Touchstone Pictures

Wild Hogs

Wild Hogs

0.5 out of 50.5 out of 50.5 out of 50.5 out of 5 0.5

Comments Comments (0)

The open road and wide vistas in which city dwellers long to lose (and find) themselves have rarely looked sadder than in Wild Hogs. Virtually self-reflexive in its high-concept baldness (“It’s City Slickers with choppers,” in The Player-speak), Walt Becker’s rancid midlife-crisis “comedy” seems serenely unperturbed by the grand canyon between the least likable protagonists in recent memory and the audience-tested need to impose redemption onto them. When said protagonists—dentist Doug (Tim Allen), ruined businessman Woody (John Travolta), token black guy Bobby (Martin Lawrence), and neo-Ned Flanders geek Dudley (William H. Macy)—decide to act on their menopausal laments and ditch their Cincinnati suburban straitjackets for biker leather, there’s a strong temptation to stay behind with their emasculating wives. But no, the trajectory is the old find-your-smile (or, here, find-your-balls) chestnut, so it’s off to the highway for slapsticky, sloppily-edited soul-searching as the guys head west on their Harleys, complete with perfunctory stops for danger (Ray Liotta’s snarling badass) and romance (Marisa Tomei’s comely waitress). For a picture so eminently forgettable, Wild Hogs nevertheless leaves behind a welter of nagging impressions. Few other films have offered such a disconnected ensemble—the feeling of camaraderie between the puffy stars playing high-school colleagues is so sparse as to suggest a cast of digital constructs rattling in a vacuum. And not since Without a Paddle have so many homo-horror gags hit the screen—it takes less than 15 minutes for Travolta to nearly bitchslap Macy for smelling his cologne, and less than half an hour for the friends to be found spooning in the forest by a “hilarious” faggot highway patrolman (John C. McGinley). (The gay-panic jokes are so unimaginative that, when the tenacious Kyle Gass pops up to sing the Pussycat Dolls’ “Don’t Cha” at a New Mexico chili festival, it’s like a Preston Sturges moment.) Only the shit jokes, porn-website jokes, and a gloomy Peter Fonda cameo separate this from the usual Tim Allen family-values pap, but the results are just as retrograde.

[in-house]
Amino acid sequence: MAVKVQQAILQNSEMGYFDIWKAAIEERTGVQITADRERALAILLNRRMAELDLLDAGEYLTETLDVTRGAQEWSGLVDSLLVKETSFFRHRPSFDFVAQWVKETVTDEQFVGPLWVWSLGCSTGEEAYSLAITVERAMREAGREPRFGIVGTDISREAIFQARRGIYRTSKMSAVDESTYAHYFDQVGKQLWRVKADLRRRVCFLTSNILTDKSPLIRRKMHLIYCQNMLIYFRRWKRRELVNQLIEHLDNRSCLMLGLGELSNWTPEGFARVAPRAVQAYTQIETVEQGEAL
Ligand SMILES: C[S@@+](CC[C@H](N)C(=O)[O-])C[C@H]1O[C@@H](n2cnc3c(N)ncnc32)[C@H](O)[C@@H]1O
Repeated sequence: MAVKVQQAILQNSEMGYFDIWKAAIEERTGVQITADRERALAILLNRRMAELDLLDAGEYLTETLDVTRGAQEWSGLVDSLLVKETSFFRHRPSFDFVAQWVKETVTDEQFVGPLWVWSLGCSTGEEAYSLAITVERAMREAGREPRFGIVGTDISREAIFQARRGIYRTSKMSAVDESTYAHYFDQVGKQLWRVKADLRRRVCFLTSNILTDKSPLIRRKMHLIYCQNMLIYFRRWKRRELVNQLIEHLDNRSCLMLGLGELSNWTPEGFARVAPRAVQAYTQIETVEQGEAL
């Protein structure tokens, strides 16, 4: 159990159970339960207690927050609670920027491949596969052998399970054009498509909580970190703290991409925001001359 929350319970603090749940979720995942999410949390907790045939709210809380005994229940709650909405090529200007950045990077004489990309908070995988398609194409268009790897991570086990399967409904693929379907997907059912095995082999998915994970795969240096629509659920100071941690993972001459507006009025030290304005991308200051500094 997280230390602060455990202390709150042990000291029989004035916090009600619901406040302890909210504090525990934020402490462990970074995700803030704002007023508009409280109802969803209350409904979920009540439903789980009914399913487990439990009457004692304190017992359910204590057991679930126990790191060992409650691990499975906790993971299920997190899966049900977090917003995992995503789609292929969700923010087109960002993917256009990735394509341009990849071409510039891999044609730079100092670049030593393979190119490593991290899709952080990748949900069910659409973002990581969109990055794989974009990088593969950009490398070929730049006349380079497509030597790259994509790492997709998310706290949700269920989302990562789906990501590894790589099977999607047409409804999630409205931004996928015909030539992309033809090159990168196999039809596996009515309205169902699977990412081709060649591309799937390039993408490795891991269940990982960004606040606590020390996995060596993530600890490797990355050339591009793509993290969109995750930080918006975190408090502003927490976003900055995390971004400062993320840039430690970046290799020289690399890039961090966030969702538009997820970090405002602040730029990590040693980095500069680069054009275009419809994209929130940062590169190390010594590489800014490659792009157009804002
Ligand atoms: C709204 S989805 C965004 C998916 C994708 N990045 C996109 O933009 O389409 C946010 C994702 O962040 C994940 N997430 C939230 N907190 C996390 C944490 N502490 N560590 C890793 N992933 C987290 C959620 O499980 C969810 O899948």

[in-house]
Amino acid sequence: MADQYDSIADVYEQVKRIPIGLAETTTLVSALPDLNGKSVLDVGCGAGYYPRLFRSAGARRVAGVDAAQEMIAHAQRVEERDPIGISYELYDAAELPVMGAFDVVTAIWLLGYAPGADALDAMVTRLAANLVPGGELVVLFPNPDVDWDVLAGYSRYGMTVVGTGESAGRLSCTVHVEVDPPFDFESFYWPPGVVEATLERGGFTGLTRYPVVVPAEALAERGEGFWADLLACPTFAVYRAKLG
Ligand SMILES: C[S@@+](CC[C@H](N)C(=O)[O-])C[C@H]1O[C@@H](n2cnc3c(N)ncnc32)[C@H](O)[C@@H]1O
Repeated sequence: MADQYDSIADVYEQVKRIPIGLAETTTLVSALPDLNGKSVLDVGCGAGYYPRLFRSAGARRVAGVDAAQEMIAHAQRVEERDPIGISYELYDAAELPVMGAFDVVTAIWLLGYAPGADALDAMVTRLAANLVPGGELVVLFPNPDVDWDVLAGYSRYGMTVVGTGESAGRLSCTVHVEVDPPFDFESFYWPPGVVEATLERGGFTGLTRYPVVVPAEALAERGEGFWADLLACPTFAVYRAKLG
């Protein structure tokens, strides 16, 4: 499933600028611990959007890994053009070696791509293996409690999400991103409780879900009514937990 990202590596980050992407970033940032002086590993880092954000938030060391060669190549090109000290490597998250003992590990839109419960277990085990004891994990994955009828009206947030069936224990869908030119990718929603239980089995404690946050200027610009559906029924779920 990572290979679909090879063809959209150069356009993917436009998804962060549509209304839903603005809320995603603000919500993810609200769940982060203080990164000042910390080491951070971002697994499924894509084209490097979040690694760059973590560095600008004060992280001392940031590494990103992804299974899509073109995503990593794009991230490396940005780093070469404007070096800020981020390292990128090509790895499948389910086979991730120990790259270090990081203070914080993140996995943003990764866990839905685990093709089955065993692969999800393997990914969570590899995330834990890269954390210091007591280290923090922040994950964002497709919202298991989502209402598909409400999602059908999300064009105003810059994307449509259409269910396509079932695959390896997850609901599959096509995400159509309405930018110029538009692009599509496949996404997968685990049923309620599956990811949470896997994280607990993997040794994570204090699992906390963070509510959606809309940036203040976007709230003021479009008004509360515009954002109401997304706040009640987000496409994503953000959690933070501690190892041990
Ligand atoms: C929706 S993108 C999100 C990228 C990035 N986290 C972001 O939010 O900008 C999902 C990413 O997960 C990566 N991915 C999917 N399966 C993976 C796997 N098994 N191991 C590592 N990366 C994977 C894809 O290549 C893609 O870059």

Touchstone Pictures
99 min
Walt Becker
Brad Copeland
Tim Allen, John Travolta, Martin Lawrence, William H. Macy, Ray Liotta, Marisa Tomei, Kevin Durant, M.C. Gainey, Jill Hennessy, Dominic James, Tichina Arnold, Stephen Tobolowsky, Jason Skylar, Randy Skylar, Drew Sinora, John C. McGinley